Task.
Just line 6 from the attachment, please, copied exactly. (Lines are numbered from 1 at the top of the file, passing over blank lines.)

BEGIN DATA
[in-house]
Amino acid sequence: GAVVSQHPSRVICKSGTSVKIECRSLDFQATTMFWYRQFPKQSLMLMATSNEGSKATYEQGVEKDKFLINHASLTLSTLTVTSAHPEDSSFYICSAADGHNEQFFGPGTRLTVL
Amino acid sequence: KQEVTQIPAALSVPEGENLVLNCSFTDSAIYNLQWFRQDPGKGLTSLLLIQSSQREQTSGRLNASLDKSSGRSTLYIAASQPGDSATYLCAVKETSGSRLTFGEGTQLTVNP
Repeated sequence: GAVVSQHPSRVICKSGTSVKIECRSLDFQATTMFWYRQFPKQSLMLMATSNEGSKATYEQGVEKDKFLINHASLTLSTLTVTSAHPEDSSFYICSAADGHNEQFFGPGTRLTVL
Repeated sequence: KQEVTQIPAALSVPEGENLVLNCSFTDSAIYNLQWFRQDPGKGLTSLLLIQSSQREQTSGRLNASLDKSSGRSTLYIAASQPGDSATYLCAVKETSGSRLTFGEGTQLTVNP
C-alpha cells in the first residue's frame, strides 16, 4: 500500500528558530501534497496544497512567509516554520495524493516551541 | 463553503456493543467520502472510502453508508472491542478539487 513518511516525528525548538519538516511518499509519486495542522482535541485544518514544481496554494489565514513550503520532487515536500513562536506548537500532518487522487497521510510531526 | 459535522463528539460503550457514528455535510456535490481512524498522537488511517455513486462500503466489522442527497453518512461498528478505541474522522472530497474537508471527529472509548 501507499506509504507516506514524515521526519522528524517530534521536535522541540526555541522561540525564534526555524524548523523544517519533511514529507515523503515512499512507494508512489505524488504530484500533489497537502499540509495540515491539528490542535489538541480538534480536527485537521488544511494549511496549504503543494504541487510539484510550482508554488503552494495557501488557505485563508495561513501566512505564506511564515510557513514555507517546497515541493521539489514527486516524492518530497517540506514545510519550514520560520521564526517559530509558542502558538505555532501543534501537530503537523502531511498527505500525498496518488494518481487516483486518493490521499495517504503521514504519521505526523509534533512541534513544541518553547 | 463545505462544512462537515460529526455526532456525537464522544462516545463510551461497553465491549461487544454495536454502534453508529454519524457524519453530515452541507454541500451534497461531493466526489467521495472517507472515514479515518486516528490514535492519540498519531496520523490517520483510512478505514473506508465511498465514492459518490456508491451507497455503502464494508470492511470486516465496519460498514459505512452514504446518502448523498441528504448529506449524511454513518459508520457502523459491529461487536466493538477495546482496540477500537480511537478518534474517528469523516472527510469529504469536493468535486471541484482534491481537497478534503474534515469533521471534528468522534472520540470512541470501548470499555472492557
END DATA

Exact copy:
C-alpha cells in the first residue's frame, strides 16, 4: 500500500528558530501534497496544497512567509516554520495524493516551541 | 463553503456493543467520502472510502453508508472491542478539487 513518511516525528525548538519538516511518499509519486495542522482535541485544518514544481496554494489565514513550503520532487515536500513562536506548537500532518487522487497521510510531526 | 459535522463528539460503550457514528455535510456535490481512524498522537488511517455513486462500503466489522442527497453518512461498528478505541474522522472530497474537508471527529472509548 501507499506509504507516506514524515521526519522528524517530534521536535522541540526555541522561540525564534526555524524548523523544517519533511514529507515523503515512499512507494508512489505524488504530484500533489497537502499540509495540515491539528490542535489538541480538534480536527485537521488544511494549511496549504503543494504541487510539484510550482508554488503552494495557501488557505485563508495561513501566512505564506511564515510557513514555507517546497515541493521539489514527486516524492518530497517540506514545510519550514520560520521564526517559530509558542502558538505555532501543534501537530503537523502531511498527505500525498496518488494518481487516483486518493490521499495517504503521514504519521505526523509534533512541534513544541518553547 | 463545505462544512462537515460529526455526532456525537464522544462516545463510551461497553465491549461487544454495536454502534453508529454519524457524519453530515452541507454541500451534497461531493466526489467521495472517507472515514479515518486516528490514535492519540498519531496520523490517520483510512478505514473506508465511498465514492459518490456508491451507497455503502464494508470492511470486516465496519460498514459505512452514504446518502448523498441528504448529506449524511454513518459508520457502523459491529461487536466493538477495546482496540477500537480511537478518534474517528469523516472527510469529504469536493468535486471541484482534491481537497478534503474534515469533521471534528468522534472520540470512541470501548470499555472492557